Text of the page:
VA officials answer that they are bound by the legal construct of the 1991 Agent Orange Act, which requires the secretary to respond within 60 days to any evidence of a positive association cited by IOM — however tentative.
“We can’t dismiss it,” said Cassano. “We have to take it as a positive association even though it states it as the lowest level of a positive association. We have to consider it credible.”
Asked if she were comfortable, as a scientist, with an end result where one in four Vietnam veterans could soon be getting service-connected Agent Orange disability payments, Cassano didn’t back down.
“Yes,” she said flatly. “We are comfortable with it; it is the right thing to do; it is the legal thing to do. ... When you are working in the VA and you have statutory requirements and basically a directive, a mission to be advocates for veterans, you are therefore bound by those parameters, and it really doesn’t matter much what outside scientists say.”
A closer look at Shinseki’s decision on IHD illustrates some of these conflicts.
It was a 14-member panel for the IOM that set the ball rolling in its 2008 update, released last year. A similar panel in 2006 had been divided on the heart disease question, but after revisiting the question, IOM elevated the illness to the category of “limited or suggestive evidence of association.”
That decision was driven in part by newly published evidence showing a dose-response curve: the greater the exposure to Agent Orange, the greater occurrence of heart ailments. “When you see a dose-response curve, then you are much more inclined to be thinking causal,” said Jesse.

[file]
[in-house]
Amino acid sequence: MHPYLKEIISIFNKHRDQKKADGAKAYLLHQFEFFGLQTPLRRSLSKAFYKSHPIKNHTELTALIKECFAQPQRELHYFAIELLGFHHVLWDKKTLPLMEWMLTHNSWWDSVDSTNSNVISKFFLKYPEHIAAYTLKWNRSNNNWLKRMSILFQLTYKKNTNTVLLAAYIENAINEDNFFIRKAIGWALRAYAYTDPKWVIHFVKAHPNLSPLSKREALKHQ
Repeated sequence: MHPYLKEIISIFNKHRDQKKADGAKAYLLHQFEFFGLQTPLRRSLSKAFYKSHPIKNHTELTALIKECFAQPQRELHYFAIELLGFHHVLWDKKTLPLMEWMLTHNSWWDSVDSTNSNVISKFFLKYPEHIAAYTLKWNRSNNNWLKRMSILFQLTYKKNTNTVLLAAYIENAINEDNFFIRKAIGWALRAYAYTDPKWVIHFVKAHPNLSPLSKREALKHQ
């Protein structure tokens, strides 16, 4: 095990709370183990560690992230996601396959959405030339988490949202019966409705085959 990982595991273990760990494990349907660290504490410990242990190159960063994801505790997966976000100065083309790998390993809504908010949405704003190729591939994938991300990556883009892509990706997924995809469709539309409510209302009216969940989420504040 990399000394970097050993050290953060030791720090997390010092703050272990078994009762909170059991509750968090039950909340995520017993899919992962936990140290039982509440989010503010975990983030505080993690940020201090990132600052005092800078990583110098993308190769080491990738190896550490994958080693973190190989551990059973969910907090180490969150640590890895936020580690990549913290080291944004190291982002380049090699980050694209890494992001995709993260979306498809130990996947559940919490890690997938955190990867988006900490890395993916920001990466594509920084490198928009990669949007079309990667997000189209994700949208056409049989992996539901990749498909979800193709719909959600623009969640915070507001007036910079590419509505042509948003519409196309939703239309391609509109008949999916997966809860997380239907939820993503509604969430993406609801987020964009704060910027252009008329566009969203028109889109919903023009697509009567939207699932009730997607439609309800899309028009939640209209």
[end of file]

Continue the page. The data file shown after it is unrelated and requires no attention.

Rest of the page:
The VA had contributed an important piece with a 2006 study analyzing the incidence of heart disease among Vietnam veterans who had served in the Army Chemical Corps. And Shinseki, who himself served in Vietnam, found that this built on well-established evidence that dioxins present in Agent Orange could damage blood vessels. “Veterans who endure health problems deserve timely decisions based on solid evidence,” he said.
Nonetheless, the leader of the IOM panel, Dr. Richard Fenske of the University of Washington, told POLITICO that he was “surprised by the speed” with which the VA decided to add the presumption for heart disease. And Weidman argued that the department repeatedly ignores what he sees as a central tenet of the 1991 law: that more should be invested in scientific studies of veterans themselves.
“The whole concept of the 1991 law was to leave it to science, not politics, but we haven’t invested in the science in the 20 years since,” he said. In a shot back at Webb, he added: “If you want more scientific data, fund the damn science.”
For all the debate over Agent Orange, what’s most surprising is how little or no effort has been made to track down specific infantry units that operated in the widely sprayed areas of Vietnam.
Instead, decisions are more often dependent on extrapolating data from studies of other populations: European and Asian chemical and agricultural workers, for example. The VA study of the Army Chemical Corps stands out for at least being Vietnam-centric. But even there, the focus did not include the great many more ground troops who were not involved in the actual spraying.